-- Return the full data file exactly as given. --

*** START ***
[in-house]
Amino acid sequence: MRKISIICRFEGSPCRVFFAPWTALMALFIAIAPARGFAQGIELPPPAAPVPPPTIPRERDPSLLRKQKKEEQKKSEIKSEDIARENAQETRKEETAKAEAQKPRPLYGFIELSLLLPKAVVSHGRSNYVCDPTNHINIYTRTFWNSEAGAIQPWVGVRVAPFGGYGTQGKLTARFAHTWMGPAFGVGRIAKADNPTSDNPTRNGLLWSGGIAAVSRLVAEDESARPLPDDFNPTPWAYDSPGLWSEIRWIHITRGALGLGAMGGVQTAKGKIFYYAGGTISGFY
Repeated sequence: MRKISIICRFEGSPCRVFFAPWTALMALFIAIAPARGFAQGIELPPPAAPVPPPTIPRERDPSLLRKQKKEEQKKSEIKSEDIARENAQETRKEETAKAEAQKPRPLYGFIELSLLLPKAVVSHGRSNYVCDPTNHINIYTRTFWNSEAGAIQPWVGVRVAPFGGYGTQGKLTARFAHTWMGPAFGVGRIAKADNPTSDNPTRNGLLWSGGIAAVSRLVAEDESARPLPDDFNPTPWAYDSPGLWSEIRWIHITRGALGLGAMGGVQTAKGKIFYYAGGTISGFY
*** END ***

[in-house]
Amino acid sequence: MRKISIICRFEGSPCRVFFAPWTALMALFIAIAPARGFAQGIELPPPAAPVPPPTIPRERDPSLLRKQKKEEQKKSEIKSEDIARENAQETRKEETAKAEAQKPRPLYGFIELSLLLPKAVVSHGRSNYVCDPTNHINIYTRTFWNSEAGAIQPWVGVRVAPFGGYGTQGKLTARFAHTWMGPAFGVGRIAKADNPTSDNPTRNGLLWSGGIAAVSRLVAEDESARPLPDDFNPTPWAYDSPGLWSEIRWIHITRGALGLGAMGGVQTAKGKIFYYAGGTISGFY
Repeated sequence: MRKISIICRFEGSPCRVFFAPWTALMALFIAIAPARGFAQGIELPPPAAPVPPPTIPRERDPSLLRKQKKEEQKKSEIKSEDIARENAQETRKEETAKAEAQKPRPLYGFIELSLLLPKAVVSHGRSNYVCDPTNHINIYTRTFWNSEAGAIQPWVGVRVAPFGGYGTQGKLTARFAHTWMGPAFGVGRIAKADNPTSDNPTRNGLLWSGGIAAVSRLVAEDESARPLPDDFNPTPWAYDSPGLWSEIRWIHITRGALGLGAMGGVQTAKGKIFYYAGGTISGFY